I've pinpointed what it is about China that I don't like. The travelling industry. Yinjialing village really saved China for me. It gave me another perspective on the people that didn't include badgering me for my money. Travelling in China means having to fight all the time. Fight for a good price, fight to be left alone, fight for spring water - not dusty spring water that's a year past the expiration date. Doing anything in China means being annoyed or harassed at least 60-70% of the time. D. summed it up well when she said that she likes living in China, but not travelling in it. I think I'd agree with that sentiment though she's much more qualified to utter it considering that she's been living here for a year. China's hard to get to in the sense that there seems to be a glass floor between you and the community, presented in the form of a renovated Great Wall and a shiny new facade for the Forbidden City. Interestingly, the only people you'll find at the unrenovated portions of the Great Wall are Westerners, whereas China's own local tourists throng Badaling - the renovated section complete with cable car. So the question is - do the Chinese not see beauty in the crumbling oldness of the ruined wall? The answer is no. What they see instead is a past they're trying to leave behind and forget as China opens its borders and begins to modernize. They see no purpose to the ruined sections. They want to look forward to the new "renovated" China. I don't think this is a perspective I could've had until now.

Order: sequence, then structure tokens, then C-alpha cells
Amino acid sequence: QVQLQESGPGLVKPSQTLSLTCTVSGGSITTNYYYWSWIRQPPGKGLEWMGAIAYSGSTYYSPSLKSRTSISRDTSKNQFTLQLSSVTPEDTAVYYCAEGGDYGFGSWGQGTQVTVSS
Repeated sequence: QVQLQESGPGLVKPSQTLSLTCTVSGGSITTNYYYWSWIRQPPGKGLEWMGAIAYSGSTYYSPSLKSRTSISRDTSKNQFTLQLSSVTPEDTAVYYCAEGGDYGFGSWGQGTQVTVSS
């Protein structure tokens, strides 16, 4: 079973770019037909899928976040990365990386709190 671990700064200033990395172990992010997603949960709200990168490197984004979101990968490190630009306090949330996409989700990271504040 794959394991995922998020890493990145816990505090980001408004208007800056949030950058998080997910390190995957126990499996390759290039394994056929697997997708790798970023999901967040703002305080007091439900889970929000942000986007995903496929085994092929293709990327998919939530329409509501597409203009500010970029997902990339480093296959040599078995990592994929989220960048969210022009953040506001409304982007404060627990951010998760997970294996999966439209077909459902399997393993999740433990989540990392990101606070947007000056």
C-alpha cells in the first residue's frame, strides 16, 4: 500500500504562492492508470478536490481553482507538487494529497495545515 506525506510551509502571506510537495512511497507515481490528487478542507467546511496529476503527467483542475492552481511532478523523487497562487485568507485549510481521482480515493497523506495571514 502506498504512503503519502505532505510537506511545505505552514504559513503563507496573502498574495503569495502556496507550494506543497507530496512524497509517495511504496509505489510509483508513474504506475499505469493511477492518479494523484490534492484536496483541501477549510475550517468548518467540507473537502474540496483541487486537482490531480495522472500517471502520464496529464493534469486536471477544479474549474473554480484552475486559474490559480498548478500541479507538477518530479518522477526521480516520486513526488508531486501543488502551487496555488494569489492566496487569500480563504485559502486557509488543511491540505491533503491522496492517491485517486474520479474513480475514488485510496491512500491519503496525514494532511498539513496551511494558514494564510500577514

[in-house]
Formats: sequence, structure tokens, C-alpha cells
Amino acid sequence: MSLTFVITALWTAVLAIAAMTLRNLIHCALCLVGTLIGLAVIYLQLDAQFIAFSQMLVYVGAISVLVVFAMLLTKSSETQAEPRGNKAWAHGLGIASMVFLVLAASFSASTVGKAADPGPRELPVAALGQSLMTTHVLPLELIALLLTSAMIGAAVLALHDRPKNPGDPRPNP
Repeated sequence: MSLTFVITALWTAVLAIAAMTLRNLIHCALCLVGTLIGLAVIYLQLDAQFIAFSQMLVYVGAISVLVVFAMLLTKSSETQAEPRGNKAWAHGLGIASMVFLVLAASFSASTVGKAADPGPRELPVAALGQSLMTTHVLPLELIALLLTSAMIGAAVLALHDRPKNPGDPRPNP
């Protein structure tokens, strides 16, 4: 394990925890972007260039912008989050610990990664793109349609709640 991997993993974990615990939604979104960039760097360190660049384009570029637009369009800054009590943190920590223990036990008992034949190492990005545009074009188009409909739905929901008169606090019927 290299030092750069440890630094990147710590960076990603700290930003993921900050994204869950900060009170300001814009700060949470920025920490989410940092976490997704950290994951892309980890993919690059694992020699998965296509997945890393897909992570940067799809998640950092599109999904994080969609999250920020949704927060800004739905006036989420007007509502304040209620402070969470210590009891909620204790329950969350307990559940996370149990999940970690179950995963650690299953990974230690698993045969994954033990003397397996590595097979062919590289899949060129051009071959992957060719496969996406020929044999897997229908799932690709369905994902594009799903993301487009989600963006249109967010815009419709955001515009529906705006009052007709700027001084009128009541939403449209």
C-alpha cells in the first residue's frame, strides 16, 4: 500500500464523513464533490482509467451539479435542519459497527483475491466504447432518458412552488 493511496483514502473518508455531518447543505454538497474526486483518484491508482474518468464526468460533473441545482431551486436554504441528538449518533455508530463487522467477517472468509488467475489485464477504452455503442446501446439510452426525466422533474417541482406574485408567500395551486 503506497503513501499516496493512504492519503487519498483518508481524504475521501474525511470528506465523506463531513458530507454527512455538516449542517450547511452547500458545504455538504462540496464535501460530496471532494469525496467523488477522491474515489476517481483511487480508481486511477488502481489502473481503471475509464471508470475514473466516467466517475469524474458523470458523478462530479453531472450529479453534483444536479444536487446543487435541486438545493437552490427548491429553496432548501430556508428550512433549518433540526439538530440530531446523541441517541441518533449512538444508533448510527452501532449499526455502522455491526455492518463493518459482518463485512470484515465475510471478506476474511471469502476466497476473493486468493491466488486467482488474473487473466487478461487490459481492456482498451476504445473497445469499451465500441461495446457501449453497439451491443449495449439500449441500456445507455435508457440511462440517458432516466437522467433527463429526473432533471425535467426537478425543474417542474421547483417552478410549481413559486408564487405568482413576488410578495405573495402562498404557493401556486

And the government doesn't represent the people. I think it's too easy to measure China by U.S. standards and see how far it falls short. I hear it all the time in hostel lounges. But it's easy to forget that China is in a lot of ways still a developing country. Yes, discrimination against minorities is rampant and absolutely wrong. Yes, the rich here are very rich and treat the poor in awful ways. But what surprises me is the fact that travelers here are so surprised by all this that the trendy thing to do is to complain about it constantly. What country doesn't have discrimination against their minority groups? What developing countries don't have a disparity and conflict between the classes. South Africa's wealth gap is so large that the rich feel the need to ring their homes with high walls studded with broken glass, topped with barbed wire, plus attack dogs inside - and yet no one is surprised by it there. Maybe because it's expected in a country like South Africa whose problems have been so visible to the world for so long. Whereas China hides behind a veneer of "face" and wants to be treated like a developed country though it's not. Then again, who -doesn't- want to be treated like a developed country. I hate it when I argue myself into circles.